Using LiDAR at El Pilar

Well before the recent media reports about the amazing discoveries of ancient Maya remains in Guatemala using laser technology, another team of pioneering scientists had already made equivalent discoveries in Belize.

Sensationalized for seeing through the forest canopy, touted for its remarkable imagery that maps the forest floor, LiDAR*  the remarkable new laser technology that helps us “see” the unseen has captured the attention of the public even as the Maya forest still keeps many of its secrets. The recent news of the extensive LiDAR coverage of  the Reserva de la Biosfera Maya in Guatemala represents an important step in uncovering the nature of the ancient Maya landscape — revealing the topographic reality of the forest floor.  But the Guatemala coverage is not the first LiDAR look into archaeology under the canopy. This publicized coverage was already matched in western Belize, first for the area associated with the ancient Maya city of Caracol in the south, over-flown in 2009, then the area of El Pilar, an ancient Maya city located on the border between Belize and Guatemala in 2012, followed by a major swath of 1057 km2 of the Belize Valley in 2013. All combined, now the LiDAR surveys of the central Maya lowlands makes for an amazing source for new research on the Maya environment and settlement. And as a resource, it is clear that the lab work in the context of the GIS and field work with the GPS to validate these data will take decades. Combining the Belize and Guatemala LiDAR coverages, we have a total area of some 3000 km2, embracing northern Guatemala and western Belize, the core area of Classic Maya civilization (Figure 1 ).

*Light Detection and Ranging, a remote sensing method that uses light in the form of a pulsed laser to measure ranges, or variable distances, to the Earth, often employed by aircraft

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Fig. 1: Regional view of LiDAR coverage for the Maya area. BRASS/El Pilar

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We now have the ability to identify every major Maya monument, what we call the “big stuff.” This includes a mysterious “Citadel,” the hilltop temple-plaza complex surrounded by rampart and earthworks to the east of the core of El Pilar.

The El Pilar Experience

We have been working with LiDAR coverage for four years at the El Pilar Archaeological Reserve for Maya Flora and Fauna. We find LiDAR technology to be a magnificent tool (Figure 2). The data on topography alone is astounding, and we can interpret variations in elevations to 1 m with tracking details of the ground. BUT: LiDAR is not a magic wand.  There is a vital need to use ground-truth procedures and validate interpretations from LiDAR by archaeologists in the field.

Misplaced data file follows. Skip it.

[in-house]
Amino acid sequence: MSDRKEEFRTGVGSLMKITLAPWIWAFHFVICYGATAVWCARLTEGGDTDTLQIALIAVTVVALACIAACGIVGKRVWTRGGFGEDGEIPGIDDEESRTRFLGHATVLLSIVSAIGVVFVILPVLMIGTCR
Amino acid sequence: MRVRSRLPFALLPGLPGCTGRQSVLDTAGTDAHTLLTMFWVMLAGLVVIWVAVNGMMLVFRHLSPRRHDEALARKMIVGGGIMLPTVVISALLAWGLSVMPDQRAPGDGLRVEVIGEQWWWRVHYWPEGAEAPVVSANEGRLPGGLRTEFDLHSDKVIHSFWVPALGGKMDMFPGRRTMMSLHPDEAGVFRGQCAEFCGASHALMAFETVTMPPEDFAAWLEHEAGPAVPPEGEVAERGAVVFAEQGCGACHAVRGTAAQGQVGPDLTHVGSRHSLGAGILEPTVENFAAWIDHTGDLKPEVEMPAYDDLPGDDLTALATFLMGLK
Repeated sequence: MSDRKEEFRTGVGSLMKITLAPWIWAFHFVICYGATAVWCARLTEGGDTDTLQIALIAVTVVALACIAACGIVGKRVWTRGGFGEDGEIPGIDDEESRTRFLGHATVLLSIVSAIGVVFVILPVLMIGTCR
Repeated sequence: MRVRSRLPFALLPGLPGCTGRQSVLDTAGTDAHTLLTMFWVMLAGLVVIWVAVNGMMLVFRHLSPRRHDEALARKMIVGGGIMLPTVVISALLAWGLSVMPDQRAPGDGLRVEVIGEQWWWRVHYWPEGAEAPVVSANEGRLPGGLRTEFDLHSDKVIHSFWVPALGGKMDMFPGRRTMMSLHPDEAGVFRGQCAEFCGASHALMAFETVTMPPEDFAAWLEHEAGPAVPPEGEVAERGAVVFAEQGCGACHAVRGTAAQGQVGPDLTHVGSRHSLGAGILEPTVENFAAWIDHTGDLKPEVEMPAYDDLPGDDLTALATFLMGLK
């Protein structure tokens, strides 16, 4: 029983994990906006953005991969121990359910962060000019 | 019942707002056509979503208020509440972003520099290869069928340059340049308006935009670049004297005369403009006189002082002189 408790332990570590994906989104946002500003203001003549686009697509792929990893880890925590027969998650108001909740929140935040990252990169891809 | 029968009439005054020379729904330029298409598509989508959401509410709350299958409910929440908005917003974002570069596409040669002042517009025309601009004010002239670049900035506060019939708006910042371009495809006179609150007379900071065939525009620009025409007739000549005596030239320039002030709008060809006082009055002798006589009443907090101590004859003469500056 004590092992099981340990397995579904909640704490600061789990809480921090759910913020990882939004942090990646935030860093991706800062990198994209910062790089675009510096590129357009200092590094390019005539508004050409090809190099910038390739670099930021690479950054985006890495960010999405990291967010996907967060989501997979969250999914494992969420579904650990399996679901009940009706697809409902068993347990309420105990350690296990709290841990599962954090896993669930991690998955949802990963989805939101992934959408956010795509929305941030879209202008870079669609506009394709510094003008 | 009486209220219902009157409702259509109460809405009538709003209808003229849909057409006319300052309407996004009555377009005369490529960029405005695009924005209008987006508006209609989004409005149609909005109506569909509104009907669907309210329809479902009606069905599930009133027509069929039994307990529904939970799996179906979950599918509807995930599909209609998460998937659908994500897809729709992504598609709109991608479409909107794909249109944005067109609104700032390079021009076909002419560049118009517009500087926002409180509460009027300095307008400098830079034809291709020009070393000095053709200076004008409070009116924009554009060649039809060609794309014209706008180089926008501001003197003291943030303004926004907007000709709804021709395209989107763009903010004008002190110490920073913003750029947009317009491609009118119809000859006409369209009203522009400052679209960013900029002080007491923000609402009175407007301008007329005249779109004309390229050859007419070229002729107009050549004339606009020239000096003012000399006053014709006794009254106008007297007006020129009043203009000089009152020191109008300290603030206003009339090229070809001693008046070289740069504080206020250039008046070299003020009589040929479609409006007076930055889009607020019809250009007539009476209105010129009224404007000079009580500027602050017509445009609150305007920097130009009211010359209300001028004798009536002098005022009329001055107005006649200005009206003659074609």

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Fig. 2: El Pilar Archaeological Reserve LiDAR :  Bonemap visualization with “big stuff” dramatically visible. BRASS/El Pilar

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The El Pilar LiDAR coverage of a 20 km2 area straddles Belize and Guatemala (Figure 3). We initially examined the major monuments. They were startlingly clear! It is the small structures as well as related cultural features — the depressions, terraces, and quarries — that are subtle, requiring care in the relationship of the visual rendering of the LiDAR and the field mapping details. We began in the lab using the GIS and our bone-mapping visualization to identify the elements that were potentially cultural remains — we call these our “GoTo” points (Figure 4). We have field-verified our lab identifications, validating all features within a 10 km2 area. We have field-investigated the areas immediately surrounding the Late Classic core of El Pilar where we had mapped in 2000 and 2001. We have covered an area in the NE with few identified features and in the NW where there were many features. We have field-validated 1,214 points in total (Figure 5). We have found that an average of 83% of our points of interest result in cultural features on the ground, but only 611, or 50% are attributed to structures and mapped as residential units of the ancient Maya people.

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Fig. 3: Location of the El Pilar Archaeological Reserve for Maya Flora and Fauna indicated with a yellow polygon on Landsat 8 imagery. BRASS/El Pilar

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Fig. 4: El Pilar “GoTo” points for the 20 km2 survey area. BRASS/El Pilar